Looking at Kagurazaka from Shinnai Alley
Under Paris Skies, The Sound of Shinnai Flowing Through Paris
In November, a half-year after the visit to France that I wrote about in Part 18 of this series, a group of eight people went to Paris to perform. This time, our hosts picked us up at the airport with a medium-sized bus, and we arrived in central Paris without any problems.|
Our group included three shinnai performers, one traditional Japanese dancer, two puppeteers from the Kuruma Ningyo troupe, a lighting specialist, and an assistant. We went straight to the Maison de la culture du Japon à Paris (the Japan Cultural Institute in Paris).
The assistant, Stephanie (shinnai name: Isefani), who is one of my students, had also participated in the preparatory visit in June. She has often accompanied my overseas performances, and has helped a lot as interpreter and stage hand, as well as being my assistant. I’m really grateful to have a student who can help me in so many ways. Furthermore, she always participates in these trips at her own expense. Even though she’s an American, she has a more Japanese character than many Japanese.
The Maison de la culture du Japon à Paris is near the Eiffel Tower and the Seine River. We were put up in a hotel that was convenient for us because it was nearby. Hotels in Paris are narrow and expensive. Even a three-star hotel there is not as good as a Japanese business hotel. I can’t say that the bidet and elevator were comfortable to use. When we ate in cafeterias, the food was terrible. Japanese who were living in Paris told us that, frankly speaking, the food there wasn’t good. I suppose that the top restaurants probably serve delicious food…
I’m saying a lot of bad things about Paris. Maybe French people who live in Kagurazaka will criticize me for mentioning bad aspects of that city. Of course, not everything in Paris is bad. People all over the world admire Paris as a center for art, a beautiful, majestic city. There is even an expression in Japanese, “Hana no Paris”, which shows the Japanese people’s admiration of Paris.
The performance was scheduled to start at 8 p.m. the following day. From that morning, we were very busy with preparations and rehearsals. We had only one staff member. We couldn’t afford to take more.
Then, the performance started. The main part of this performance was shinnai joururi. Would shinnai be accepted by Parisians? Would they understand it? How many people would come to the performance? While I was worrying about those matters, the performance started…
The program was opened by Ms. Sawako Takeuchi, President of the Maison de la culture du Japon à Paris. She greeted the audience, and gave them some explanation about shinnai. That was followed by my performance of Rancho. Although the audience area was darkened, I could see up to the last row from where I was on the stage. The theater was almost full. I was relieved.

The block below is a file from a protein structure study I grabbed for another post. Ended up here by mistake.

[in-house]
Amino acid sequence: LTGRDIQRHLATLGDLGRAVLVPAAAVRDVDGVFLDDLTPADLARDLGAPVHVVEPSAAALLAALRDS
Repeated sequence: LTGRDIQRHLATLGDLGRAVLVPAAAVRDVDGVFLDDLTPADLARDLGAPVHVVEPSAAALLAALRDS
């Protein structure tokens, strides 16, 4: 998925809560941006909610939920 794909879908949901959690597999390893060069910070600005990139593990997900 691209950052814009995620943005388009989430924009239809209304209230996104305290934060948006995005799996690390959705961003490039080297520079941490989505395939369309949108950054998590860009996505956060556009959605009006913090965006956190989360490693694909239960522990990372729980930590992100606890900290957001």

The second number was Hiroshige Hakkei, with joururi by Tsuruga Isekichi. The Japanese traditional dancer, Hanayagi Kihi, had had to do all her preparations by herself, including putting on her stage makeup, dressing in kimono, and putting on her wig. For one person to do all that is very difficult, and two women had helped her dress.
I performed the third number, Ichinotani Futaba Gunki. The first part was su’joururi (classical shinnai); in the second part, puppeteers from the Kuruma Ningyo troupe performed the roles of Kumagai Jiro and Tamaori Hime. The audience responded very positively to the Kuruma Ningyo style of puppetry and the skillful and unusual way that the puppeteers moved the puppets.
After the last number was finished, we got a big round of applause, and when the applause continued, even though there was actually no curtain, we were given a curtain call.
Almost everywhere we perform overseas, we have curtain calls. However, this time, I was especially moved.
Under Paris skies, on the banks of the Seine, the sound of shinnai was flowing. I was delighted.
Both performances were well accepted by the audiences. I had a good feeling at the opening reception in the theater lobby.
About 80% of the people in the audience at both performances were French. I’d been worried about their reaction, but after we got back to Japan, I heard that the comments from the audience were favorable. It was too bad that we didn’t use French supertitles. The audience, too, pointed that out in their comments on the performance-evaluation questionnaire.
On the second day, Ms. Takeuchi kindly prepared rice balls and takuan (pickled daikon) for us. That was terrific. I’d felt as if I were starving, and this delicious food revived me. Really, Japanese food is the best.
Coincidentally, an exhibition of Hokusai works was being held at the Grand Palais National Galleries. When we happened to pass by the building, we saw a long line of people waiting to get in. Paris was having a Japan boom. I’m proud that Hokusai is recognized worldwide.
After the second performance, a banquet was held at the residence of the Japanese Ambassador to celebrate the success of the shinnai events. Our group of eight and a dozen or so of our supporters who had come from Japan were invited. We enjoyed a delicious Japanese meal and fine wines. It got very late. I was very grateful for the gracious hospitality of the Ambassador and his wife.
The following day, an event of an international convention of Relais & Châteaux was held at the residence of the Japanese Ambassador, attended by people from around 50 countries. I was pleased to have the opportunity to show this audience, too, shinnai with traditional Japanese dance.
|(From Kagurazaka Community Magazine, April-May 2016, issue #85)|